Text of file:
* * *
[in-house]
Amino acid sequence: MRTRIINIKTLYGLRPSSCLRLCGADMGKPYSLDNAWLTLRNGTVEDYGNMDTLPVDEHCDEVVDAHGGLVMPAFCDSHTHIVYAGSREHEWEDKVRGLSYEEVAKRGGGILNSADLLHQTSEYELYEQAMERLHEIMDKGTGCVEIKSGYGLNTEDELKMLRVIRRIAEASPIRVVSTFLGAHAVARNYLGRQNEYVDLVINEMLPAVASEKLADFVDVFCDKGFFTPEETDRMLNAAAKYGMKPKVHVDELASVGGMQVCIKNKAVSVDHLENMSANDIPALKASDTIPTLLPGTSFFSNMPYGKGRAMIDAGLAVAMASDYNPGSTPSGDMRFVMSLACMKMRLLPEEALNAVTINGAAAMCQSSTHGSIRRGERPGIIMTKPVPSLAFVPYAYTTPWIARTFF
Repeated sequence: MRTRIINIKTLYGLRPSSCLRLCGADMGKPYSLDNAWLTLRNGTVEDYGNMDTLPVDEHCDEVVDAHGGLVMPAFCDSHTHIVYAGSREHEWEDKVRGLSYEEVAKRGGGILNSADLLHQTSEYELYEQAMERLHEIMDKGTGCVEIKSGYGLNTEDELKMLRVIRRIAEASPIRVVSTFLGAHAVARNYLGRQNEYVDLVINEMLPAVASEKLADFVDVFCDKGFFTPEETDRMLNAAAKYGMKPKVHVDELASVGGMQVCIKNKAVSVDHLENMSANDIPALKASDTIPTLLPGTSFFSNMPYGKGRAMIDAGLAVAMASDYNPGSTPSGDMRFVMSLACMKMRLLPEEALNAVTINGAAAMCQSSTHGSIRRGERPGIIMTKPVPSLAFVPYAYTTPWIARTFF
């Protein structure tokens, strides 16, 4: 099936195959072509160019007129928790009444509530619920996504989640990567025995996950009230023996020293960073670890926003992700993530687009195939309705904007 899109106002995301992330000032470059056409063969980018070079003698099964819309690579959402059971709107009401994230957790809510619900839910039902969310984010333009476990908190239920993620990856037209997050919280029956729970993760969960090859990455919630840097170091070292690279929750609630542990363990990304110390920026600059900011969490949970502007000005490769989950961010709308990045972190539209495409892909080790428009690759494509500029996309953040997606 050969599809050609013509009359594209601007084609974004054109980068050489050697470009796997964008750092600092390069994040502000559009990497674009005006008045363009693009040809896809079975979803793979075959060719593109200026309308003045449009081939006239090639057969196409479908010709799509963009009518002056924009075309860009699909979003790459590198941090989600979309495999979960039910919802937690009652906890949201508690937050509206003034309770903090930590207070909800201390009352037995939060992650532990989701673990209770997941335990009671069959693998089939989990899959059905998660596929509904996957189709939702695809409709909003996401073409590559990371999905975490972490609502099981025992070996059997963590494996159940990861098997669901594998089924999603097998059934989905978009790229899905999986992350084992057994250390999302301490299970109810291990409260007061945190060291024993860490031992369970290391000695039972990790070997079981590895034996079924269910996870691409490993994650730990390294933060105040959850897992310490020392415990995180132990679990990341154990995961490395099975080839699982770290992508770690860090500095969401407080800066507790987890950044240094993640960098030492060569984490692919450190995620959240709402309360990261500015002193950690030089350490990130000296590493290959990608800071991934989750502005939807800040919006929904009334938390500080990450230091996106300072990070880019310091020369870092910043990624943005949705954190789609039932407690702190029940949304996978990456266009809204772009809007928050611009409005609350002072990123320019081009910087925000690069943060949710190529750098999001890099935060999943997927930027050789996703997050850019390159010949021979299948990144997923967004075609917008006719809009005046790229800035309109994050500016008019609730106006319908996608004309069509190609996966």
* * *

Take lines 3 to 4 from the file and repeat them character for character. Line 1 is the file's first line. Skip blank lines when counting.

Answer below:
Repeated sequence: MRTRIINIKTLYGLRPSSCLRLCGADMGKPYSLDNAWLTLRNGTVEDYGNMDTLPVDEHCDEVVDAHGGLVMPAFCDSHTHIVYAGSREHEWEDKVRGLSYEEVAKRGGGILNSADLLHQTSEYELYEQAMERLHEIMDKGTGCVEIKSGYGLNTEDELKMLRVIRRIAEASPIRVVSTFLGAHAVARNYLGRQNEYVDLVINEMLPAVASEKLADFVDVFCDKGFFTPEETDRMLNAAAKYGMKPKVHVDELASVGGMQVCIKNKAVSVDHLENMSANDIPALKASDTIPTLLPGTSFFSNMPYGKGRAMIDAGLAVAMASDYNPGSTPSGDMRFVMSLACMKMRLLPEEALNAVTINGAAAMCQSSTHGSIRRGERPGIIMTKPVPSLAFVPYAYTTPWIARTFF
């Protein structure tokens, strides 16, 4: 099936195959072509160019007129928790009444509530619920996504989640990567025995996950009230023996020293960073670890926003992700993530687009195939309705904007 899109106002995301992330000032470059056409063969980018070079003698099964819309690579959402059971709107009401994230957790809510619900839910039902969310984010333009476990908190239920993620990856037209997050919280029956729970993760969960090859990455919630840097170091070292690279929750609630542990363990990304110390920026600059900011969490949970502007000005490769989950961010709308990045972190539209495409892909080790428009690759494509500029996309953040997606 050969599809050609013509009359594209601007084609974004054109980068050489050697470009796997964008750092600092390069994040502000559009990497674009005006008045363009693009040809896809079975979803793979075959060719593109200026309308003045449009081939006239090639057969196409479908010709799509963009009518002056924009075309860009699909979003790459590198941090989600979309495999979960039910919802937690009652906890949201508690937050509206003034309770903090930590207070909800201390009352037995939060992650532990989701673990209770997941335990009671069959693998089939989990899959059905998660596929509904996957189709939702695809409709909003996401073409590559990371999905975490972490609502099981025992070996059997963590494996159940990861098997669901594998089924999603097998059934989905978009790229899905999986992350084992057994250390999302301490299970109810291990409260007061945190060291024993860490031992369970290391000695039972990790070997079981590895034996079924269910996870691409490993994650730990390294933060105040959850897992310490020392415990995180132990679990990341154990995961490395099975080839699982770290992508770690860090500095969401407080800066507790987890950044240094993640960098030492060569984490692919450190995620959240709402309360990261500015002193950690030089350490990130000296590493290959990608800071991934989750502005939807800040919006929904009334938390500080990450230091996106300072990070880019310091020369870092910043990624943005949705954190789609039932407690702190029940949304996978990456266009809204772009809007928050611009409005609350002072990123320019081009910087925000690069943060949710190529750098999001890099935060999943997927930027050789996703997050850019390159010949021979299948990144997923967004075609917008006719809009005046790229800035309109994050500016008019609730106006319908996608004309069509190609996966």